Graybeard Outdoors banner

1 - 8 of 8 Posts

·
Registered
Joined
·
632 Posts
Discussion Starter · #1 ·
:D Good Evening gentleman of da black powder !!!!!! I have been into the books that I have on Black Powder,and I cannot fer the life of me find anything about the Grades of powder other than the 1-4F,and Cartridge,and the 1 1/2 Swiss. I also know that the Swiss comes in a 5F also. I am looking at some Loads for a .450x3".. They are talking about loading 120grns of CURTIS & HARVEY No.6 powder. I have also come across other loadings for various rifles that were using differant grades from 5 to a 7 grade. Being the curious critter that I am. I wonder how those grades would compair to what we have available at the present time. Meaning would they be smaller or larger that the present grade of 4F . Now, I know that when the .45-70 was being used,there were numerouse grades of powder available,that are not around today. Im trying to come up with a reason,not to attempt a 60 grn load of 4F with a veg. fiber wad behind a 530 grn Postell projo. I curious what it would do in the accuracy department and in the pressure department.,with pressure being the main worry. I have taken apart an old round from the 1880s (dont shoot me guys) and the powder was a very fine grain. It appears to me smaller that our 4F from a comparison under a microscope. Any input would be greatly appreciated guys. Thanks in advance. I cant be the only BPCR shooter that has come up with this hair brained idea. I would think that the 4F would be a little cleaner burning,(i.e. less foulling) that 3F or 2F,or fer that matter the CARTRIDGE grade of powder. King
 

·
Registered
Joined
·
188 Posts
King, on that 1880's 45-70 cartridge you dissassembled, was the powder compressed? I believe most of those cartridges were for the military and therefore mil-spec, either 405 grn or 500 grain with a compressed charge, allmost like a solid pellet. Now I might be wrong, been known to do that now and then; but I don't believe there were that many different granulations of powder, however there were a lot of different companies producing powder and they used different numbers to identify the same granulation. Pretty much like today with the different brands and designations of smokeless, there isn't a hill of beans difference in say WW296 and H110, slightly different pressures maybe. I don't believe they started to make the granulation uniform until the late 1800's or early 1900's, and still today some BP's burn hotter than others and cleaner than others of the same designation. I know I've pulled some bullets out of my 45-70 that I charged with 70 grains of 2F and a compressed charge of .4" (mil-spec)and the granulation looked much smaller than what I dropped, I really had to dig to get out also. Be interesting to find out for sure. We do know the finer the granulation the higher the pressure for equal amounts of powder. RR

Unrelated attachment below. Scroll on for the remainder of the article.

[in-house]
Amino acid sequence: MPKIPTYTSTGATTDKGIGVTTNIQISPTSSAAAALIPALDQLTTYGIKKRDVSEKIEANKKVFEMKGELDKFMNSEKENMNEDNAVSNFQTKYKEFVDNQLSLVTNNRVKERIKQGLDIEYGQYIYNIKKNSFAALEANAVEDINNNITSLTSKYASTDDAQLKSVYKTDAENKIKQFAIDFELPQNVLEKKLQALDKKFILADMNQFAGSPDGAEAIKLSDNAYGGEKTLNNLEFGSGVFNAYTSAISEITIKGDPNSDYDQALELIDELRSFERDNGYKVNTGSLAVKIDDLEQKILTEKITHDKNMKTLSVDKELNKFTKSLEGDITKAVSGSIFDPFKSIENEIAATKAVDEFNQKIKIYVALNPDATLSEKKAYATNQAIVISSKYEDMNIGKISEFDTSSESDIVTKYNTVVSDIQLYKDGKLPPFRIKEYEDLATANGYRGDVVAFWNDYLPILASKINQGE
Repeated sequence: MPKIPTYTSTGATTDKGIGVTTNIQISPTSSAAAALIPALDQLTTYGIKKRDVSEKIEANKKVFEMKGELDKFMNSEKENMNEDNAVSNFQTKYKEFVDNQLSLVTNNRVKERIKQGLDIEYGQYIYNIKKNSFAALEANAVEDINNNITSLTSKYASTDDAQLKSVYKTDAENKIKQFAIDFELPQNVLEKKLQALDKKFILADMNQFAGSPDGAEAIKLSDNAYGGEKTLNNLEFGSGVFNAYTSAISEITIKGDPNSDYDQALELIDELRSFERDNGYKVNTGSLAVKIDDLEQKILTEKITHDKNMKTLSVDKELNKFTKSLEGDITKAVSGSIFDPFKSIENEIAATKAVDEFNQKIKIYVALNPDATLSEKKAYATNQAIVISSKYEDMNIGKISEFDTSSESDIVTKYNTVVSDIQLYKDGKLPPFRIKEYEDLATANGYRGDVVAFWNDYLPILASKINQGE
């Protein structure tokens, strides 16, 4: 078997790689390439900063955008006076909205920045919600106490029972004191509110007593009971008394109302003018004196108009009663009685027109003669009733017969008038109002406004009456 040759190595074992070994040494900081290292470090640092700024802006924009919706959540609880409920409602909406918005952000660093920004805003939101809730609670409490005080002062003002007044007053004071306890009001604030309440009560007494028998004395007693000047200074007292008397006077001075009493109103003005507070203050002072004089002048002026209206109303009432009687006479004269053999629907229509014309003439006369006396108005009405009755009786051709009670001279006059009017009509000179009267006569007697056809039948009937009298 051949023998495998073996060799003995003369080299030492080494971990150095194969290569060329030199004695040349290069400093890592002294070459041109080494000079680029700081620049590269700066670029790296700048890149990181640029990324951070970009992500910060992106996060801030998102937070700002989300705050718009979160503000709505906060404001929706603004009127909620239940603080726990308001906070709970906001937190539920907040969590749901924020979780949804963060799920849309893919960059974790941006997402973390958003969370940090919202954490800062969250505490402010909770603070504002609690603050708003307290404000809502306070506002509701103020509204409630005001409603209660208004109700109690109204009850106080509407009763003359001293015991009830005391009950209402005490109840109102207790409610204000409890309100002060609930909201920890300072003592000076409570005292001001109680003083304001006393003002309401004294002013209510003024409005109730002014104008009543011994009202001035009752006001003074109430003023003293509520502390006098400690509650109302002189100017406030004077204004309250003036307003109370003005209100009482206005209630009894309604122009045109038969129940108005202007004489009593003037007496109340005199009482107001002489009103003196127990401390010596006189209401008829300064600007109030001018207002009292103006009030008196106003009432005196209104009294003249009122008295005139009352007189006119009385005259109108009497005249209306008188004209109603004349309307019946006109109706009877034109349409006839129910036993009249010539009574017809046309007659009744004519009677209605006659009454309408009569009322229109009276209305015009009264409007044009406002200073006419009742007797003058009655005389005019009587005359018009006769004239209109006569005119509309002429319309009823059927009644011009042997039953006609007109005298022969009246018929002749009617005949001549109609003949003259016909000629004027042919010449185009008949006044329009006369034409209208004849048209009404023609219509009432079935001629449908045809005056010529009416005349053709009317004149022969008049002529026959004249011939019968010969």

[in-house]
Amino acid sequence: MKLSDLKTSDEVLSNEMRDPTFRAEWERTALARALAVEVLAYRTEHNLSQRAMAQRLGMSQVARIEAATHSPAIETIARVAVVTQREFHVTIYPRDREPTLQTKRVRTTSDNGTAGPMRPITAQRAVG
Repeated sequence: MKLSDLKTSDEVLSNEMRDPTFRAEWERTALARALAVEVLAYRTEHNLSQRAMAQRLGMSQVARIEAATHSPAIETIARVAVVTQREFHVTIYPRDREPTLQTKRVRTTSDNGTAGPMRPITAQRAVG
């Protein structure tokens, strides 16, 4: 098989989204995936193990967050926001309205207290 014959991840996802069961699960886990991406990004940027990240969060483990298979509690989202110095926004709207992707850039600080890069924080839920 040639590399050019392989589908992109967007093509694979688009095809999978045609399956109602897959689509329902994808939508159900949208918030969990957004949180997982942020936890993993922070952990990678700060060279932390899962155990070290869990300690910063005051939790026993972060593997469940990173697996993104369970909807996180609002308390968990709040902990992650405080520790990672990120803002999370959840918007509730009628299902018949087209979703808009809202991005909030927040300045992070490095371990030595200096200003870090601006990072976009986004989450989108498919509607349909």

·
Registered
Joined
·
90 Posts
Black powder grades

King-- You don't want to load your 450-3 inch with 4f. You actually don't want to load any cartridge with 4f if you are looking for a reduction in fouling. Reduced fouling results from having a balanced load. Too much or too little powder will leave more fouling in the bore than a load that has the right combination of bullet weight, burn rate, and pressure.

4f powder is a much faster powder, and burns hotter than the larger granulations. This increased heat cooks the resulting fouling and develops a much HARDER fouling deposit, making it more difficult for the lube and pressure to keep the fouling soft enough to be manageable for accurate shooting. Shoot straight, rdnck

Chairman
Caddo Lake Chapter
FES
 

·
Registered
Joined
·
632 Posts
Discussion Starter · #4 ·